Friday, May 28, 2010
What is Dysphagia
Dysphagia is the medical term for swallowing difficulty. This includes any difficulty while food passes from the mouth to the stomach. In some cases, children may inhale food or liquid into their lungs provoking aspiration pneumonia. Dysphagia’s effects can be serious, potentially causing weight loss, failure to thrive or pain while eating or drinking. Any condition which weakens the muscles or nerves for safe swallowing can cause dysphagia. In adults common causes of swallowing difficulty are stroke, traumatic brain injury, degenerative diseases and head and neck cancer. In infants and children it is respiratory conditions, prematurity, structural differences (e.g., cleft palate) and developmental delays.
To combat dysphagia speech and occupational therapy use techniques like oral motor strengthening, gross motor development, sensory integration and food modifications to improve the child’s ability to safely swallow the food that they love. Recently, neuromuscular electrical stimulation (NMES) has been added to assist in swallowing therapy.
Currently, VitalStim therapy is the only NMES therapy and equipment FDA approved to treat dysphagia. VitalStim therapy is non-invasive, and when used with traditional dysphagia therapy techniques improves safe swallowing by strengthening muscles in the oral cavity (i.e., mouth) and pharynx (i.e., throat).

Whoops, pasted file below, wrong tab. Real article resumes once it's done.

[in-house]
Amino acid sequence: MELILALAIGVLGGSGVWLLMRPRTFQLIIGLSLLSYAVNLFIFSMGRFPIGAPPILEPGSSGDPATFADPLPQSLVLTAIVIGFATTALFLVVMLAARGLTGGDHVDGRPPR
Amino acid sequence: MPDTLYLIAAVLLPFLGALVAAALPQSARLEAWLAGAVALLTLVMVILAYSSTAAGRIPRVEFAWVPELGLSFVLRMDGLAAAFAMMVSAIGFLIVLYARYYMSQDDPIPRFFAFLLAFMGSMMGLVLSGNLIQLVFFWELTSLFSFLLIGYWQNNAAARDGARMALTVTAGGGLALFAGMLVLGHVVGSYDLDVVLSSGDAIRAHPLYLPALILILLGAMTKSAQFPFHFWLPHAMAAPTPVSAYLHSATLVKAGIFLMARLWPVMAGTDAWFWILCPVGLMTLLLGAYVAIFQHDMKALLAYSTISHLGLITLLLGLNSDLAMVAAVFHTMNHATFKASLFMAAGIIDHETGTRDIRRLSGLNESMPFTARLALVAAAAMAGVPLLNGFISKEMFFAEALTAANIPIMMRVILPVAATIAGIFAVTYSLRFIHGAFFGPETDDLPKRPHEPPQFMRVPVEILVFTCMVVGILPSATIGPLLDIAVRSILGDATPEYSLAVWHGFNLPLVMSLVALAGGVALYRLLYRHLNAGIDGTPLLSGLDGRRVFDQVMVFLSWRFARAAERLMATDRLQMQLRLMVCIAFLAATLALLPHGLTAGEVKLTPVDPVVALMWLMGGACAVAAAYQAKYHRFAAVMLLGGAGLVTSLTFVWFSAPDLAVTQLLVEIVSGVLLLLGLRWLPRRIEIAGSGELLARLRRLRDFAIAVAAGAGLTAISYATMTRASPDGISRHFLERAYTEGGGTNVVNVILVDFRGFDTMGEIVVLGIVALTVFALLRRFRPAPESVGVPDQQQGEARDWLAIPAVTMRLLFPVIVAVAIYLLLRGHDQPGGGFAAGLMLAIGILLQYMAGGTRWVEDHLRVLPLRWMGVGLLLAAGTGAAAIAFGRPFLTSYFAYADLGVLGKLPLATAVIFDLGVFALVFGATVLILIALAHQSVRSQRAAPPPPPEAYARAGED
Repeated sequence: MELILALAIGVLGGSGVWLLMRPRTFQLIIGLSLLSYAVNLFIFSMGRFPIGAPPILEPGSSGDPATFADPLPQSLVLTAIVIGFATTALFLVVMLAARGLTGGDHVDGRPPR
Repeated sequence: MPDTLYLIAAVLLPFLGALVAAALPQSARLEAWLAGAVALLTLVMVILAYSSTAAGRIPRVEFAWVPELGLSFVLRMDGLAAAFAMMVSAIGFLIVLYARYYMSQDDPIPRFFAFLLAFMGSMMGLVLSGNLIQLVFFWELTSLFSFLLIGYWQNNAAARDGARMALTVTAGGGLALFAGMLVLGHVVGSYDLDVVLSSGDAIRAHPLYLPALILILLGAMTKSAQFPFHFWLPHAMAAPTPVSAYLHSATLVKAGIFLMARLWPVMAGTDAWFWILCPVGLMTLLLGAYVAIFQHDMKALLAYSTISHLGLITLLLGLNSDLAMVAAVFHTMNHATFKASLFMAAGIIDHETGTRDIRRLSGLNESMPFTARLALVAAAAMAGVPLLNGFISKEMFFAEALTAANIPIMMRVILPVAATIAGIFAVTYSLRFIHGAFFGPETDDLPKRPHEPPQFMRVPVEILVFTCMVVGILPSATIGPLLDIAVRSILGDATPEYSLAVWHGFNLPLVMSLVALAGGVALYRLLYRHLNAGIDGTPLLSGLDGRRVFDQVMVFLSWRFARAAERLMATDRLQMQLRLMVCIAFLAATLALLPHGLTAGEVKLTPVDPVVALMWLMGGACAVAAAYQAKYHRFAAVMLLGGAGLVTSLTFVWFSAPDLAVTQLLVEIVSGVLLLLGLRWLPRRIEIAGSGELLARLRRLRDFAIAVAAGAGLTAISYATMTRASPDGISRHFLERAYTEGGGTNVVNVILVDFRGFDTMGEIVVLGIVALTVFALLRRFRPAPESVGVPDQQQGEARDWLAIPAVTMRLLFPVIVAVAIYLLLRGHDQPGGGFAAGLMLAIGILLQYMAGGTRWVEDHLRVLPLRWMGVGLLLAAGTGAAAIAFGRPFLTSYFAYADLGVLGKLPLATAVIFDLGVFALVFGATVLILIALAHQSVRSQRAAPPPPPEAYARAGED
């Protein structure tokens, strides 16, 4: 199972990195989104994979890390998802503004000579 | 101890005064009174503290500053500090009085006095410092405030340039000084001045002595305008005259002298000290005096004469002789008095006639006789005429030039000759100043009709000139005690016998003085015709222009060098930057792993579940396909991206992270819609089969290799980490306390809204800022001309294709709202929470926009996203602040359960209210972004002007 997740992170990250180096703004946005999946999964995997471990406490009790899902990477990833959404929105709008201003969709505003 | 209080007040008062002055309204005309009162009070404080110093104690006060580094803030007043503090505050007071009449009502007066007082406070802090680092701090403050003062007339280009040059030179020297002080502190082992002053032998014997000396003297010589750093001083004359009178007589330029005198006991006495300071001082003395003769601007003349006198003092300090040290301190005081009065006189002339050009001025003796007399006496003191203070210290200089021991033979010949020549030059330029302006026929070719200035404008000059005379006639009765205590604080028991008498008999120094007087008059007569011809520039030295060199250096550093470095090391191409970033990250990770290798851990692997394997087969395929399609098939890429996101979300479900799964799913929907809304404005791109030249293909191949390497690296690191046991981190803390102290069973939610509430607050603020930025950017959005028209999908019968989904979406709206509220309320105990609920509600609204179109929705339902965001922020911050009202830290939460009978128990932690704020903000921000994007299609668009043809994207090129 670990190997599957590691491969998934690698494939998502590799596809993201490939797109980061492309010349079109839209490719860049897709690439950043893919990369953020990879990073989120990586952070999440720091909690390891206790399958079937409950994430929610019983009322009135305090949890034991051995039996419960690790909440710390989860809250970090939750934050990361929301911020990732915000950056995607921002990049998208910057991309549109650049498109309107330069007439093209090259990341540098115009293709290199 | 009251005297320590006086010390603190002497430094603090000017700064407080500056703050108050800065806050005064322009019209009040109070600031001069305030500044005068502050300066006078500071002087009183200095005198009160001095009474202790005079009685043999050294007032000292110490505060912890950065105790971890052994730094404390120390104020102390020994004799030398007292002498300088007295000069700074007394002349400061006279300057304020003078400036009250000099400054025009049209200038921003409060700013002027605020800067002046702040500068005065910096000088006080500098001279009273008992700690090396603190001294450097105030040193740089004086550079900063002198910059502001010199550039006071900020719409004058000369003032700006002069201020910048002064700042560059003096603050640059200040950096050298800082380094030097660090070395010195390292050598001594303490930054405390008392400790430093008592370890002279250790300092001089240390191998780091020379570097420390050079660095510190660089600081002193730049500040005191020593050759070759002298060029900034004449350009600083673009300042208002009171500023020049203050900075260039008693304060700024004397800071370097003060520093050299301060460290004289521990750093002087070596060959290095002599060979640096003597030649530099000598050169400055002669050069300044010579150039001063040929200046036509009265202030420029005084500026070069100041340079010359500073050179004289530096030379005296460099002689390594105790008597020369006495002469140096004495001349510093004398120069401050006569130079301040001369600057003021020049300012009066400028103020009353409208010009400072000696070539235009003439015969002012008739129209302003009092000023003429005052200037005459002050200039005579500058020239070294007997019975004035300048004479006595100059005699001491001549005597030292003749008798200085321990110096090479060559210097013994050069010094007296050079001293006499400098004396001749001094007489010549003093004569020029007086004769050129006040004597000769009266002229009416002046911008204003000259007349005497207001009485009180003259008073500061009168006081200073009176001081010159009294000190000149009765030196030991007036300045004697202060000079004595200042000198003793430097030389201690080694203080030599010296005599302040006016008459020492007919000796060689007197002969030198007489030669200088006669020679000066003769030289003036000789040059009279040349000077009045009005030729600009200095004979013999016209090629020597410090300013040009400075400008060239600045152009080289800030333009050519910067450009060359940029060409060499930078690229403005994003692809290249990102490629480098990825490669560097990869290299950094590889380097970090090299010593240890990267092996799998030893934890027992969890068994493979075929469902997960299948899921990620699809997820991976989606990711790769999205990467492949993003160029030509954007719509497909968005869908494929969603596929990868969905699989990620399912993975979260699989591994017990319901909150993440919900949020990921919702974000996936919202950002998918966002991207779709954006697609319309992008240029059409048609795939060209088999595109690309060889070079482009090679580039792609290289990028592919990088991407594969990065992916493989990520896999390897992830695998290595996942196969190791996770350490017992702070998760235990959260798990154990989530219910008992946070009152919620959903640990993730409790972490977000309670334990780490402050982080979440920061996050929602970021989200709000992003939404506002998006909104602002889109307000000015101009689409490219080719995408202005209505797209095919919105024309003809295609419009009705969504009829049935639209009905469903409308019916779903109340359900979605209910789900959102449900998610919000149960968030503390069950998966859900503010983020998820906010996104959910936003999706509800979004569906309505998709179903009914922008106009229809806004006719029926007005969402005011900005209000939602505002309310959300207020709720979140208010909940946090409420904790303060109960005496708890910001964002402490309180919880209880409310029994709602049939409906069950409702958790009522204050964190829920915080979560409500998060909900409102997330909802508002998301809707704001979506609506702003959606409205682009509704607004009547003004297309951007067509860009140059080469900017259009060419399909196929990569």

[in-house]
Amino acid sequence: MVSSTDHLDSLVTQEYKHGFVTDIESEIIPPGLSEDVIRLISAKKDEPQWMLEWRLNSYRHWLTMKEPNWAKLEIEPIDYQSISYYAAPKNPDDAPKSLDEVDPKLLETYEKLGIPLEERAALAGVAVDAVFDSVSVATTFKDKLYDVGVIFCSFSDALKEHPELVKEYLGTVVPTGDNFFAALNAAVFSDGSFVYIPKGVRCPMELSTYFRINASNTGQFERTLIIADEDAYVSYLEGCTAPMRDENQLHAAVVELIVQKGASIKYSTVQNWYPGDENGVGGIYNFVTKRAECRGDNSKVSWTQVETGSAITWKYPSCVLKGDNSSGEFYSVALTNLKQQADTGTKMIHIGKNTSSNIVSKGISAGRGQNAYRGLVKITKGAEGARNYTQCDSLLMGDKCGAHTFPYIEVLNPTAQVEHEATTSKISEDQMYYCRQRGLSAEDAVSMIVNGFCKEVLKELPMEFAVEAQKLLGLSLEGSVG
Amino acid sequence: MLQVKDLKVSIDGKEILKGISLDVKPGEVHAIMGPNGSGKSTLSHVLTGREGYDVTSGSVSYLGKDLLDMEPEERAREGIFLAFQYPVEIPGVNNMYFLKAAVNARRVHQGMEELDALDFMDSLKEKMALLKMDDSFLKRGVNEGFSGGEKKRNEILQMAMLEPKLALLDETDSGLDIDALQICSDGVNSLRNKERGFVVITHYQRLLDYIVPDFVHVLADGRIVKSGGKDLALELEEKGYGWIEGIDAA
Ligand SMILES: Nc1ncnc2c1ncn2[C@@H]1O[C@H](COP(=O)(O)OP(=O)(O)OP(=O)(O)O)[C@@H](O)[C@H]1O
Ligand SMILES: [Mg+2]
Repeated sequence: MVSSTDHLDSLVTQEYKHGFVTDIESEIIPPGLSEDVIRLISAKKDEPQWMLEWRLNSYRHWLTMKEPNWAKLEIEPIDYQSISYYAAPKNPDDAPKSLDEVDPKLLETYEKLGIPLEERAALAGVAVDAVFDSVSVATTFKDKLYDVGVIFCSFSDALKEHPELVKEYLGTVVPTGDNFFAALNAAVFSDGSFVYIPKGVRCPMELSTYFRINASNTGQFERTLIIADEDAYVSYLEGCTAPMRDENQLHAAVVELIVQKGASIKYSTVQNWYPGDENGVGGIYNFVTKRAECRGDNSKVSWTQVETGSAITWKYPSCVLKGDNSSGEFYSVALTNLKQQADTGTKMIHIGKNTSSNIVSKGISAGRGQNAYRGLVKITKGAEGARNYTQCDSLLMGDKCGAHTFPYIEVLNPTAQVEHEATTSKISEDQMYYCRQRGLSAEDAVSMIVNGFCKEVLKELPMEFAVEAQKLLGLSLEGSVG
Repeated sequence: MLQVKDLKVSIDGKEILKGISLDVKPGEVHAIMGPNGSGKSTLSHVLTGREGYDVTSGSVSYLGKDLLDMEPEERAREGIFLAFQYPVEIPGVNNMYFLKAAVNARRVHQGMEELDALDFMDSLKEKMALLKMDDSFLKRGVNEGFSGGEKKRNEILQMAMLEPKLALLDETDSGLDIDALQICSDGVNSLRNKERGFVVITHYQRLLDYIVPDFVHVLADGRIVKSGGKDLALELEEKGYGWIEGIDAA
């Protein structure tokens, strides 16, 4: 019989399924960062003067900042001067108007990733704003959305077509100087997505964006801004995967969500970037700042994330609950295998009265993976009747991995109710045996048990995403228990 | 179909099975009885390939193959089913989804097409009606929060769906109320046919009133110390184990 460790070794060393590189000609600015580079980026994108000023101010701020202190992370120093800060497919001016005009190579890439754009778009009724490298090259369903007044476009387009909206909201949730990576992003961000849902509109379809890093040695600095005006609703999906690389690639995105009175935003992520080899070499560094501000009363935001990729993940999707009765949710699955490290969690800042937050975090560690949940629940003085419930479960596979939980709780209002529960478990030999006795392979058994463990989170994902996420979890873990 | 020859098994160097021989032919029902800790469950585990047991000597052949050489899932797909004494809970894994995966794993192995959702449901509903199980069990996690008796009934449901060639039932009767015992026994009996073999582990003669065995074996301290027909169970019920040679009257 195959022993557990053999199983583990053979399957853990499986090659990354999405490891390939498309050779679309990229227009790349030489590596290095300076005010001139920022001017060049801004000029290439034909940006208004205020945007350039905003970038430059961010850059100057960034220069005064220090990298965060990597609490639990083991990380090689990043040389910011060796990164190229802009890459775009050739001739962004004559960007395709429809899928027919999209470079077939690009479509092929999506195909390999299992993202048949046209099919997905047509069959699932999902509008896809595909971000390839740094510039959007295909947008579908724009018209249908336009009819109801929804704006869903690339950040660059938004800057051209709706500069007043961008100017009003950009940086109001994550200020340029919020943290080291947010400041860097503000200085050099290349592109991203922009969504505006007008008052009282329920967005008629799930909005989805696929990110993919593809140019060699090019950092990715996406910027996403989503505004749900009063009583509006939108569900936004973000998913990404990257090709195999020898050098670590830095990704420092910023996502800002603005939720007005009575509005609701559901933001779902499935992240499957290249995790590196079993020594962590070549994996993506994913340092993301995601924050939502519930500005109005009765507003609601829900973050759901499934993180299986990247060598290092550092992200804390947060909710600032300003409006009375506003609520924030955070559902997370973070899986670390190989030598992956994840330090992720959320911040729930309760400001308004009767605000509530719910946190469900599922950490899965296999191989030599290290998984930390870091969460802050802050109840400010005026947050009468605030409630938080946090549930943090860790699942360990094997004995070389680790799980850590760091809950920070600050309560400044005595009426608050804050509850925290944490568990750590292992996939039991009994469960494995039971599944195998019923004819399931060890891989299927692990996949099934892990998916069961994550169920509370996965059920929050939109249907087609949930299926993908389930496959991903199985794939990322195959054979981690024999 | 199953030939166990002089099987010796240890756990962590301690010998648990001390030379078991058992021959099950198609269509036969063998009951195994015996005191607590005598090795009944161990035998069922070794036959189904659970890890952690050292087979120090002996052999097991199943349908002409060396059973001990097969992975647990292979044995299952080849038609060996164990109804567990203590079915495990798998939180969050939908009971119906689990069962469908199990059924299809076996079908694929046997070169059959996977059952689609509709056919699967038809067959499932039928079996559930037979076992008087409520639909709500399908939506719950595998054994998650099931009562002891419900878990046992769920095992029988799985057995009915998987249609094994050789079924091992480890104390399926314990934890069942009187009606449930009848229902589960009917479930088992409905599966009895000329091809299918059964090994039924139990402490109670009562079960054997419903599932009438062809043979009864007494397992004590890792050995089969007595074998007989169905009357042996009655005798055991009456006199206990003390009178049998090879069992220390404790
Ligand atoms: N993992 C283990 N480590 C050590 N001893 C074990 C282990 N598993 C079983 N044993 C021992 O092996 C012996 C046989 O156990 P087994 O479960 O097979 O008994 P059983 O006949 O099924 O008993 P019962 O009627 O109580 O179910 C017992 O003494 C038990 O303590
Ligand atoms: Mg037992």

Ranken Jordan cares for many children suffering from dysphagia. Through a grant by Variety a Children’s Charity of St. Louis, Ranken Jordan purchased VitalStim equipment to enhance the speech therapy program. Kaci Pate, Speech Language Pathologist, joined Ranken Jordan in January 2009, bringing several years of VitalStim experience. Kaci sees firsthand the progress made when VitalStim therapy is used with traditional dysphagia therapy techniques. Kaci says, “VitalStim therapy allows therapists to target specific muscle groups that were otherwise extremely difficult to target in traditional therapy exercises. With the use of VitalStim therapy, patients have the opportunity to improve oral motor and swallowing skills at a potentially faster rate than before.”
4 Year-Old Deven
4 year-old inpatient Deven has insufficient oral motor skills for eating certain foods. The muscles in his mouth, tongue and jaw are weak causing difficulty when eating foods that are chewy, tough or crunchy. He also has trouble keeping saliva in his mouth. Prior to his VitalStim therapy Deven’s bib to catch his drooling needed 8-10 changes a day. Now, his parents say he needs half as many bib changes and does not lose as much food from his mouth while eating.
16 Year-Old Andrew
Andrew was born with cerebral palsy affecting his ability to control the muscles around his mouth. Subsequently, he eats food that is pureed allowing him to eat larger quantities and reduce the risk of choking on larger pieces of food. However, he tends to lose the pureed food and liquids because the deficient muscle strength to close his lips completely.
After surgery for his dislocated hip Andrew came to Ranken Jordan’s Day Treatment Program for rehab. The program incorporates multiple therapies including speech therapy where his dysphagia was treated. In Andrew’s first week of VitalStim therapy his mother Anna says they started to see results, “He’s not losing as much [food] and his lips keep closed better.” The 16-year-old is now back at home still receiving therapy as an outpatient for his hip and dysphagia a couple times a week.